Chinese officials are hell-bent on making the country's younger generation feel lucky for what it has, and it's not hard to imagine why.
The generation after the 1990s is the least happy of all age groups in China, according to research by the Chinese Academy of Social Sciences, followed by the generation after the 1980s.
Many suffer stress related to housing problems, education, health, employment, excessive visibility on social media and identity crisis.
Although the Chinese Communist Party has managed to contain dissatisfaction among young people in mainland China, it is wary of the example set by Hong Kong, stirred by student protests that have lasted for months.
Actor He Bing, representative of China's “front wave” (older generation), is the star of a viral video titled Subsequent Wave (后 浪), which aims to celebrate supposedly free culture and the bright future of Chinese youth.
Released on Bilibili, the country's largest animated video platform, just in time for Chinese Youth Day on May 4, the video was later broadcast by a large number of state affiliate media.
In the four-minute clip, which shows scenes from the culture and adventurous and cosmopolitan lifestyles of urban youth, the actor says to the younger generation:
那些 口口聲聲 「一代 不如 一代」 的 人 ， 應該 看看 你們 ， 像 我 一樣 ， 我 看著 你們 滿懷 羨慕 (…) 科技 繁榮 文化 繁茂 城市 繁華 ， 現代 文明 的 成果 被 盡情 地 享用 享用 自由學習 一 門 語言 學習 一 門 手藝 ， 欣賞 一部 電影 去 遙遠 的 地方 旅行。 很多 人 從小 你們 就 在 自由 探索 自己 的 興趣 (…) 你們 擁有 了 我們 曾經 夢寐以求 的 權利 ， 選擇 的 權利 的 的 的 的的 生活。 你們 有幸 遇見 這樣 的 時代 ， 但是 時代 更 有幸 遇見 這樣 的 你們。 (…) 你們 正在 把 傳統 的 變成 現代 的 ， 把 經典 的 變成 流行 的 ， 把 民族 的 變成 世界的。 (…) 因為 你們 這個 世界 會 更 喜歡 中國 ， 因為 一個 國家 最好 看 的 風景, 就是 這個 國家 的 年輕人。 (…)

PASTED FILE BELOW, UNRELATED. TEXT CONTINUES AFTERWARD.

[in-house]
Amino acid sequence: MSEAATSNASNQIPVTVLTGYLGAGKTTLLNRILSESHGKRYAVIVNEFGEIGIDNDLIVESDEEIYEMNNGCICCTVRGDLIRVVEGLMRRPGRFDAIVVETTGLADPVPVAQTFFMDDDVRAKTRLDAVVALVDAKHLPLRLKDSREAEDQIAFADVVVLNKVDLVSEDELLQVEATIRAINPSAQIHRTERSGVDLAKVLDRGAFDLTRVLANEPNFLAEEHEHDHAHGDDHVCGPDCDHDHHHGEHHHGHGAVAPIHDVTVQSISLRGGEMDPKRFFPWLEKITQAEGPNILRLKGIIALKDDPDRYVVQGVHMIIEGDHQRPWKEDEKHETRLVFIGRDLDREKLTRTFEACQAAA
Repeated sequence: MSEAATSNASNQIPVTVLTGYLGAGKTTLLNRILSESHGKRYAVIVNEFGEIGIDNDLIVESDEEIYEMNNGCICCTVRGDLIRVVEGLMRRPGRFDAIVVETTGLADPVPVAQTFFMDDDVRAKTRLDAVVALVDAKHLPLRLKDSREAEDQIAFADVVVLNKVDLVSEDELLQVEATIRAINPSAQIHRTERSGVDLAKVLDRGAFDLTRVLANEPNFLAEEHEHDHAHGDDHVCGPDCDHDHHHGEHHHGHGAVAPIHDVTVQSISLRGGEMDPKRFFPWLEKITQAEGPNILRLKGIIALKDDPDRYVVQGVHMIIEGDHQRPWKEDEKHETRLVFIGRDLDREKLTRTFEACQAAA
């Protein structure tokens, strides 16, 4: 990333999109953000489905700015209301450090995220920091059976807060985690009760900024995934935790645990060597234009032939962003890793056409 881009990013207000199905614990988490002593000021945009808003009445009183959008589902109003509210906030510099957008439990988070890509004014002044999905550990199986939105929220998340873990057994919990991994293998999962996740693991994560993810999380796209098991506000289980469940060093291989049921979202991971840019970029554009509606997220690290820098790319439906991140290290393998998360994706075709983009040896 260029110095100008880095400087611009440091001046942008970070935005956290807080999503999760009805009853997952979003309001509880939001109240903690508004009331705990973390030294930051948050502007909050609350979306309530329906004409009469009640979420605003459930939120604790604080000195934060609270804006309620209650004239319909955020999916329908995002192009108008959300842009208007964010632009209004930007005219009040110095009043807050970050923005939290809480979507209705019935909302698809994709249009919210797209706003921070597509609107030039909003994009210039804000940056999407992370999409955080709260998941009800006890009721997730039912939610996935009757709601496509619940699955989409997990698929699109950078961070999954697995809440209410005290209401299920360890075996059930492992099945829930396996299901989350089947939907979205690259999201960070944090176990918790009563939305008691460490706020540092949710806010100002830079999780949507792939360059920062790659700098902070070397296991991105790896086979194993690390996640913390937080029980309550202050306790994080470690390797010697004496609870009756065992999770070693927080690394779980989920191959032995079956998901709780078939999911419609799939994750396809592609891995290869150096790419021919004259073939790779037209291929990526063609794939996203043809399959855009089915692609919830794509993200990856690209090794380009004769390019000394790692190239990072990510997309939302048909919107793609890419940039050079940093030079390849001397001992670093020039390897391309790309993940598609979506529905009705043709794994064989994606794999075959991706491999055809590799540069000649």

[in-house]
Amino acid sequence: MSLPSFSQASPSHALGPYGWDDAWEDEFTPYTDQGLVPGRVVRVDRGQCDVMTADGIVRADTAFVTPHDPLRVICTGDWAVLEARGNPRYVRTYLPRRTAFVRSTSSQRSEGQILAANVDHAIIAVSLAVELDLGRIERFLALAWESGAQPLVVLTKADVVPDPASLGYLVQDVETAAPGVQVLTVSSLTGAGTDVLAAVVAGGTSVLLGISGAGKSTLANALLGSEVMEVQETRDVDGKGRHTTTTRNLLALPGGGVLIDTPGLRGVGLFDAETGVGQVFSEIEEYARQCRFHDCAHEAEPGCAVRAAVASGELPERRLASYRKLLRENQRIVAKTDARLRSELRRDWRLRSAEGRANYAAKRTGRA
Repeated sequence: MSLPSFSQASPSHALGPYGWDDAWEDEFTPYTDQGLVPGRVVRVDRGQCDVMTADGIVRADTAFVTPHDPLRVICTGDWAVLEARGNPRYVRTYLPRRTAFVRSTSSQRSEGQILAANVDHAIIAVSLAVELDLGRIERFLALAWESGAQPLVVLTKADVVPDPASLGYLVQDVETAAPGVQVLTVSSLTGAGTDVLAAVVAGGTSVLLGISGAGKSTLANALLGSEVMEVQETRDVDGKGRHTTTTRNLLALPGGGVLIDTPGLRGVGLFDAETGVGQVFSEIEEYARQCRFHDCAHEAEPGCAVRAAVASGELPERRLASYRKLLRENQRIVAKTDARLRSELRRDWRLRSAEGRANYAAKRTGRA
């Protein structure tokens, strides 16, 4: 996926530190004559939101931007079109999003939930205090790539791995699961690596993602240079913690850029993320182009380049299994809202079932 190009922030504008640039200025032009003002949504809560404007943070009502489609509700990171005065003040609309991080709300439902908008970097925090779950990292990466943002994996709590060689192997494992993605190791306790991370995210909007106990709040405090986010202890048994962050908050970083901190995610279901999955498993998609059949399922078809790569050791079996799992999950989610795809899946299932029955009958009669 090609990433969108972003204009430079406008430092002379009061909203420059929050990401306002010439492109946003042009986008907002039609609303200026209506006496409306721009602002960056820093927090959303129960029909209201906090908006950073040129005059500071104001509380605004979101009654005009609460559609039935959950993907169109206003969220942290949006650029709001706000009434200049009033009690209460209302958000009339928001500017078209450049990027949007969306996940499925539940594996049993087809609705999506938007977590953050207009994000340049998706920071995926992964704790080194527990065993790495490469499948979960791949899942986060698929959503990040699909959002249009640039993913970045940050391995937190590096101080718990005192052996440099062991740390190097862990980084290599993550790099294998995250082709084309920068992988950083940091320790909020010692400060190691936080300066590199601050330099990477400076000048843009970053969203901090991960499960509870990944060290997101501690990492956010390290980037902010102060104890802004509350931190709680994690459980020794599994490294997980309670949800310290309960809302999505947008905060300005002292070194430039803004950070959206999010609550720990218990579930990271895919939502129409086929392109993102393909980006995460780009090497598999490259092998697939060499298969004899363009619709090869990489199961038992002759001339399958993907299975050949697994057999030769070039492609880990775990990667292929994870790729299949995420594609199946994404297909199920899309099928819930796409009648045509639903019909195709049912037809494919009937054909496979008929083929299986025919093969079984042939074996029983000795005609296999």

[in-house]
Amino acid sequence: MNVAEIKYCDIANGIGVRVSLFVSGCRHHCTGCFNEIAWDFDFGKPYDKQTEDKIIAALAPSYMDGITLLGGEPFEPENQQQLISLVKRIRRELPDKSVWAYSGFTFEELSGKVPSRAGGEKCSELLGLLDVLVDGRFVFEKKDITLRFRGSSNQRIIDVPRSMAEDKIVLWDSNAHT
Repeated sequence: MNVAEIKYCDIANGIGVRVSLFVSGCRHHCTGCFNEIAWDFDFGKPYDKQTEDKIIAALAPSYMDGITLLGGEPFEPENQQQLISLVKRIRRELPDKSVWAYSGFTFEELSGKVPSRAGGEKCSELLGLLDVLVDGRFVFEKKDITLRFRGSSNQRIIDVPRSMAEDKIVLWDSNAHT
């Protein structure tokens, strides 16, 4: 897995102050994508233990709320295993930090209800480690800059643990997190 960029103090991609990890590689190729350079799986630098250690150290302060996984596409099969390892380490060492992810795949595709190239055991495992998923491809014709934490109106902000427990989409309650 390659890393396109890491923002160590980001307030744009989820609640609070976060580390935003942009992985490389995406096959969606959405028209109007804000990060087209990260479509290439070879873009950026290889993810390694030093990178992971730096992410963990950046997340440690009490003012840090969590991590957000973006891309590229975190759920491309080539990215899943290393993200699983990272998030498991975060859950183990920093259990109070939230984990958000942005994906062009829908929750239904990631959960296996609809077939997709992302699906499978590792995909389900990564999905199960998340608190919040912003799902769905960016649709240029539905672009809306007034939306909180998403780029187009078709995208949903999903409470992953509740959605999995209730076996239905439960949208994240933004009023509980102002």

Those who complain that the next generation is worse than the last should be watched carefully, as I have done. I look at them and feel envy. (…) They can enjoy advanced technology, a diverse culture and a prosperous urban life. The fruits of modern civilization have been opened to them. They are free to learn a language and a profession. They can enjoy a movie or travel far. Many begin to explore their interests at an early age … they have the rights I dreamed of: the right to choose. They love their way of life. They are lucky to know the time, and the time is lucky to know them. (…) They have turned the traditional into modern, the classic into popular, the academic into massive, the national into global… Thanks to you, the world will love China more, because the most beautiful landscape of a country is its youth…
Young netizens quickly smelled paternalistic propaganda.
They noted that the liberal and cosmopolitan culture portrayed in the video is only applicable to a minority of young people, especially those who have inherited their wealth from the emerging business class (capitalists) or parents with political power (red).
A commenter on Weibo, the Chinese microblogging platform, noted that not everything is better for young people:
《其实 我们 都 更 希望 自己 活 在 那个 还 买 得起 房 的 时代》 不 知道 多少 人 觉得 自己 活得 根本 不 像个 后 浪…
Actually, we all wish we lived in a time when we could still afford an apartment. Many people do not have the impression of living like those of the “subsequent wave” …
Infiltrate the subculture
The appearance of the video in Bilibili, uploaded by the website itself, is notable.
The platform is considered the most popular young subculture website in China, with 130 million active users per month. Bilibili started trading on the US NASDAQ index in 2018 and rivals the most widely used video platforms in China, like Tencent Video. Most of his audience was born after the 1980s, and leans toward Japanese, Korean, and American cultures.
The Communist Youth League of China established its official channel on the website in January 2017 and has since been actively appropriating the youth community subculture in its political propaganda.
That move coincided with the emergence of a new generation of online patriots, nicknamed Little Pink, that amplifies the state narrative and associates freedom with the rise of consumer culture.
The state media published Subsequent waveAs the People's Daily and China Daily, while on social media it was not long before the comments that acclaimed the success of young generations proliferated, under the label “Later wave”.